For the first four centuries of Christianity, believers tried to resolve those questions through logic and a close reading of scripture. Many early Christians virtually ignored Christ’s humanity, thinking of him only as divine. On the other hand, the Arian heresy, which denied the divinity of Jesus, became uniformly adopted by some of the Germanic tribes. Surprisingly to modern Christians, the theological disputes often led to violence. Several Church councils attempted to resolve the issues, but it was not until the Council of Chalcedon in 451 that the definitions to which most modern Christian churches adhere were formulated. There, the Council concluded that Christ was both fully human and fully divine. Even Chalcedon did not settle the matter, since various heresies persisted for hundreds of years thereafter.

In Jesus Wars, Philip Jenkins tells the stories of the personalities and the politics that led up to and shaped the theological and Christological debates and their attempted resolutions. Jenkins’s narrative is labyrinthine and complex, as were the events he describes. At times it is difficult to distinguish the distinct theological positions of the combatants. What is clear is their geographical provenance of the conflicting isms. Jenkins concludes that the resolution of the controversies was not a matter of one side having better arguments than the other, but “what mattered were the interests and obsessions of rival emperors and queens….To oversimplify, the fate of Christian doctrine was deeply influenced by just how well or badly the empire was doing fighting Attila the Hun.” In the end, the Roman Church became “right” because it survived.

Evaluation: This is an important book with continuing relevance, since, as Jenkins observes, "In modern times, too, ancient debates and creeds are much in evidence, despite the official victory of Chalcedon." The emphasis has changed somewhat however: whereas in ancient times, believers had trouble accepting that Christ could be anything less than wholly divine, "many modern believers struggle with contemplating a Jesus who is more than human." Contemporary readers who struggle with this issue will appreciate the discussion of the debates that have tested Christianity from the beginning. ( )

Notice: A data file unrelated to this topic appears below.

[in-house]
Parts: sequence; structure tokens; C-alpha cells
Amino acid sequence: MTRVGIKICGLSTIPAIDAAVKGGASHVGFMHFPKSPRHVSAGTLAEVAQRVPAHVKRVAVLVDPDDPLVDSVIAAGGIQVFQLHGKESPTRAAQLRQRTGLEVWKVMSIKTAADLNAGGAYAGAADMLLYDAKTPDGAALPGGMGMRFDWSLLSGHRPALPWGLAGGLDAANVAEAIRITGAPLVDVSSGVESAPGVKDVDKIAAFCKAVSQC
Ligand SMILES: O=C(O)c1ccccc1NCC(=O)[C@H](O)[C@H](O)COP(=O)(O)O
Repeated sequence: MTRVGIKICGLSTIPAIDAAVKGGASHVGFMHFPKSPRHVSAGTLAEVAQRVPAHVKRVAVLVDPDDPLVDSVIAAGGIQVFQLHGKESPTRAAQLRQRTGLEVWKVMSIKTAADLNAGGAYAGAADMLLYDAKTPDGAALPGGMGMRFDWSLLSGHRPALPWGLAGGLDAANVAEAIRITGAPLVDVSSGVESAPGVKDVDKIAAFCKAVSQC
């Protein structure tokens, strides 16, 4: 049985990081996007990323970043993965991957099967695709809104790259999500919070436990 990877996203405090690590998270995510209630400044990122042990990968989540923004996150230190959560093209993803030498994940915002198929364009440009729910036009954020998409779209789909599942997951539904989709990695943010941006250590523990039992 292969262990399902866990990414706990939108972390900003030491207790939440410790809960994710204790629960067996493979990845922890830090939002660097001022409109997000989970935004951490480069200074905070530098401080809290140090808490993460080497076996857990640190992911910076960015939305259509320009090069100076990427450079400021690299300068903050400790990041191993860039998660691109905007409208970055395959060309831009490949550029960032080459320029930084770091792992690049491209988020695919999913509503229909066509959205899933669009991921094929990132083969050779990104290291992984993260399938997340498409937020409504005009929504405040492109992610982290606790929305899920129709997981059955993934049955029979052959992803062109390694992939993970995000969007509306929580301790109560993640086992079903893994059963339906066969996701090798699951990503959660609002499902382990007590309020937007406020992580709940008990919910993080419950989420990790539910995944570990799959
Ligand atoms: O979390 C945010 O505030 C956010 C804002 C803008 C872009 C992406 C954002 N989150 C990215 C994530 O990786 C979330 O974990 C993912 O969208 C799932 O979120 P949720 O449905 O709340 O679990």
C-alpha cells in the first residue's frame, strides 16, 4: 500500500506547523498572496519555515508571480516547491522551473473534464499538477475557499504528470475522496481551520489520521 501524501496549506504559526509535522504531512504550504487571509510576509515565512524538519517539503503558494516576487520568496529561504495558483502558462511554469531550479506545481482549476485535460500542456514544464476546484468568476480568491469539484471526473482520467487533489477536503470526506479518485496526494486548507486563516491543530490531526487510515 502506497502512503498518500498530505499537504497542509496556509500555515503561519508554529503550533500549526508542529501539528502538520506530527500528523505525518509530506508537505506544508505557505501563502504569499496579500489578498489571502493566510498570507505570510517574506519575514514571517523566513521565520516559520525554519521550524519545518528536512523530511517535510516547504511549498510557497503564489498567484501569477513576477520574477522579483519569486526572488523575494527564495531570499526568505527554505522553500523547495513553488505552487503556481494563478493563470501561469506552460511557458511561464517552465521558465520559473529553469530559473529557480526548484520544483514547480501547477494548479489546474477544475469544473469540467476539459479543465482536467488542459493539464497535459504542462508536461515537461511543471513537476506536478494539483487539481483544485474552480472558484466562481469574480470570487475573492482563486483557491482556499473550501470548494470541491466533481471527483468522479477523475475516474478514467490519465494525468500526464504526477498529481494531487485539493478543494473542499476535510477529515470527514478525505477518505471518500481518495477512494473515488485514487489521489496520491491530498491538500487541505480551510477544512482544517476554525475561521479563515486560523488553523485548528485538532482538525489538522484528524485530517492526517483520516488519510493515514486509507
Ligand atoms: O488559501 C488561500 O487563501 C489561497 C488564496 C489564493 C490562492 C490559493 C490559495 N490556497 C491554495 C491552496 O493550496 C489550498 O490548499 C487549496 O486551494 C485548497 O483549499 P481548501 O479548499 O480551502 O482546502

3 vote nbmars | Jun 13, 2010 |
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Jesus Wars reveals how official, orthodox teaching about Jesus was the product of political maneuvers by a handful of key characters in the fifth century. Jenkins argues that were it not for these controversies, the papacy as we know it would never have come into existence and that today's church could be teaching some-thing very different about Jesus. It is only an accident of history that one group of Roman emperors and militia-wielding bishops defeated another faction. --from publisher description… (more)